Conclusion: Dynasty Warriors 4, though like the games of old, is a much improved version of the great series Koei has been known for. While some may feel the gameplay a bit repetitious, most gamers should get a good feeling when playing this one. Personally, I feel this is one of the best hack-and-slash games to date, especially due to the amount of gameplay elements that further the lasting appeal of the game.
Summary: Dynasty Warriors 4 is an excellent game and although there might not be enough changes and additions to warrant a purchase from those who have the previous instalment the tweaking that has been done makes the game that little bit more impressive when compared to it's predecessor. There's a great deal to do whether it's exploring, levelling up or just pummelling the crap out of anyone who steps in your way the game has so much that you can expect a good 30-40 hours play...
Excerpt: Dynasty Warriors 3 on the PS2 was a bit of a surprise for me. Coming from nowhere, the title really made me fall in love with it from the very first play. Seemingly hundreds of warriors on screen at any one time, kill counts that ran into triple figures and battles that lasted for hours made sure that the game was one that stood up and made itself known.
Excerpt: A new rebellion brings an end to the 400-year reign of the Han dynasty. The once noble empire of China crumbles into three warring states. In the fourth incarnation of the Dynasty Warriors saga, honour and loyalty in the face of adversity serve as the game's theme. Obligations to one's lords and allies guide these ancient warriors across the battlefields of Ancient China.
Excerpt: Of course, it is quite obvious from this actual quote from Luo Guanzhong’s Romance of the Three Kingdoms that Cao Cao was an Xbox owner. A few scant months after the PlayStation 2 release he was able to lay his hands on the Xbox version of Dynasty Warriors 4. Sure, the features had not changed but the addition of Dolby Digital 5.1 support to an already stellar game was more than enough to bring a smile to his face.
Excerpt: The three kingdoms of China have decided it is time to unify the country. The Kingdom of Wei, Led by Cao Cao, have let their desire to rule all of China drive them to fulfill the ultimate conquest through glorious battles. The Kingdom of Wu, led by Sun Jian and his sons, will attack from the southeast. The Kingdom of Wu uses veteran skills and experience to become victorious in their crucial battles. The Kingdom of Shu desires the return on the Han Dynasty.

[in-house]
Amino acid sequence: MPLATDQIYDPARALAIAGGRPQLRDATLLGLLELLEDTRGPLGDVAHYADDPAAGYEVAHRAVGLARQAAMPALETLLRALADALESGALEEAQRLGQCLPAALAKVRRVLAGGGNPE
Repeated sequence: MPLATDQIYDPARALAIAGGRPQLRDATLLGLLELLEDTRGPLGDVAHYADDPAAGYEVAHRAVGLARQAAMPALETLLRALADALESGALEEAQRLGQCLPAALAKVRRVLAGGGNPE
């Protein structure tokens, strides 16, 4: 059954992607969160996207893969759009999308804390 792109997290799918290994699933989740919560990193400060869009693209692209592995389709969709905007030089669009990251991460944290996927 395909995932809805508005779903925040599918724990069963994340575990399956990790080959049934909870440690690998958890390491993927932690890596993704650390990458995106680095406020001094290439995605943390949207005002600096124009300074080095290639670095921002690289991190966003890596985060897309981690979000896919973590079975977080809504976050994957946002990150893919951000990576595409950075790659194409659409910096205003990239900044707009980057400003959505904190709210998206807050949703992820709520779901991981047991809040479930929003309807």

Excerpt: The prospect of leading a huge army of Chinese warriors into battle might seem like a good game idea. Dynasty Warriors 1 hit the streets in 1997, but unlike in Shogun, which revolved around similar scenarios, you got to be a part of the battle yourself, playing as one of the key warriors. The story is based heavily upon traditional Chinese history, with the three Kingdoms, and a handful of warlords who want to conquer the land.
Conclusion: Definitely a rental. While DW4 can be quite attractive in the early hours of play, it has almost no replay value. Granted, you can up the difficulty or play the game as a different officer, but the game won’t change. If you really want to buy it or have already bought it, play through Musuo mode twice and trade it in.
Summary: Le monde des Ronrons est un programme ludo-éducatif de type Tamagoshi, prenant place dans un univers aux couleurs chatoyantes. Manifestement destiné aux enfants entre 4 et 8 ans, il leur apprendra non seulement à s'occuper de leur Ronron, mais aussi à utiliser la souris au travers des différents mini-jeux proposés. Alors, parents, ce jeu en vaut-il la chandelle ?